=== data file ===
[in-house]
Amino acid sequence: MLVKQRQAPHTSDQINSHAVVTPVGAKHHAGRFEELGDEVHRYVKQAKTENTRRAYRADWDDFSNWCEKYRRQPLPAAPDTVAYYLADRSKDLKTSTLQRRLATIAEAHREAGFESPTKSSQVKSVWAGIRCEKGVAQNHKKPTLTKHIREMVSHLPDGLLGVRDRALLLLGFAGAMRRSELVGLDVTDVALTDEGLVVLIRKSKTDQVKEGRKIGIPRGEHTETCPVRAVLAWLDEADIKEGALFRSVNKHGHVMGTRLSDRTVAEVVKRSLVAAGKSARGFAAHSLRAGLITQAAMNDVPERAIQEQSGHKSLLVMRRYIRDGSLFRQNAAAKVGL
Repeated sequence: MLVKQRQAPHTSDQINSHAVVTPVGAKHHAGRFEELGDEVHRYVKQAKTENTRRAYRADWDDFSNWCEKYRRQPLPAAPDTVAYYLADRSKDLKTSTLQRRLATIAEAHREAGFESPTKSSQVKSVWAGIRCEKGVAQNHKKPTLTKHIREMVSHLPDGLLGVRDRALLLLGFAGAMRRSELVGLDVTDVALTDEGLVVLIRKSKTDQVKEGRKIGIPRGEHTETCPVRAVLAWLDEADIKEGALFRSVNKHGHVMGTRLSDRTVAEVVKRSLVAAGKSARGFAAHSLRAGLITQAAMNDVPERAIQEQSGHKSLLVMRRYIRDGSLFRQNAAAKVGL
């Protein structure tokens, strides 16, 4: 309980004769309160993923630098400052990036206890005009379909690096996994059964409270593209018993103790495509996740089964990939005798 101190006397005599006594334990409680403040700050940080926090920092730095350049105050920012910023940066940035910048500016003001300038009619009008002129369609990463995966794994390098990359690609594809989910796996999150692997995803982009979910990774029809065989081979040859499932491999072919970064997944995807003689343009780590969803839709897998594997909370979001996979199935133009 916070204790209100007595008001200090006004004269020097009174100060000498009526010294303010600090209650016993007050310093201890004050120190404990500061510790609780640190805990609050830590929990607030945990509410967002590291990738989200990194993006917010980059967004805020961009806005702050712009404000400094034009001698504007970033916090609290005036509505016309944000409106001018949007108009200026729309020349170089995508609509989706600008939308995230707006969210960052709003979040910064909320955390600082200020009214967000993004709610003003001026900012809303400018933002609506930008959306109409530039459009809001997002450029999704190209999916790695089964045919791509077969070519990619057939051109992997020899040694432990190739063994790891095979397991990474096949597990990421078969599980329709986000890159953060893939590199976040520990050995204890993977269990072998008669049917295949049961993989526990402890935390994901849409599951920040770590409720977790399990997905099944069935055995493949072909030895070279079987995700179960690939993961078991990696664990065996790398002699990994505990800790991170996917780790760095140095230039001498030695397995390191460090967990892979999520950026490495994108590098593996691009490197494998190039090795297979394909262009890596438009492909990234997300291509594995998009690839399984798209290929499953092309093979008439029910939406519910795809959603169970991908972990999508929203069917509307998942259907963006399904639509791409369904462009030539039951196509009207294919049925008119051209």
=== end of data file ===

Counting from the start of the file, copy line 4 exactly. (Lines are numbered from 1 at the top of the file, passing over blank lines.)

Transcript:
């Protein structure tokens, strides 16, 4: 309980004769309160993923630098400052990036206890005009379909690096996994059964409270593209018993103790495509996740089964990939005798 101190006397005599006594334990409680403040700050940080926090920092730095350049105050920012910023940066940035910048500016003001300038009619009008002129369609990463995966794994390098990359690609594809989910796996999150692997995803982009979910990774029809065989081979040859499932491999072919970064997944995807003689343009780590969803839709897998594997909370979001996979199935133009 916070204790209100007595008001200090006004004269020097009174100060000498009526010294303010600090209650016993007050310093201890004050120190404990500061510790609780640190805990609050830590929990607030945990509410967002590291990738989200990194993006917010980059967004805020961009806005702050712009404000400094034009001698504007970033916090609290005036509505016309944000409106001018949007108009200026729309020349170089995508609509989706600008939308995230707006969210960052709003979040910064909320955390600082200020009214967000993004709610003003001026900012809303400018933002609506930008959306109409530039459009809001997002450029999704190209999916790695089964045919791509077969070519990619057939051109992997020899040694432990190739063994790891095979397991990474096949597990990421078969599980329709986000890159953060893939590199976040520990050995204890993977269990072998008669049917295949049961993989526990402890935390994901849409599951920040770590409720977790399990997905099944069935055995493949072909030895070279079987995700179960690939993961078991990696664990065996790398002699990994505990800790991170996917780790760095140095230039001498030695397995390191460090967990892979999520950026490495994108590098593996691009490197494998190039090795297979394909262009890596438009492909990234997300291509594995998009690839399984798209290929499953092309093979008439029910939406519910795809959603169970991908972990999508929203069917509307998942259907963006399904639509791409369904462009030539039951196509009207294919049925008119051209």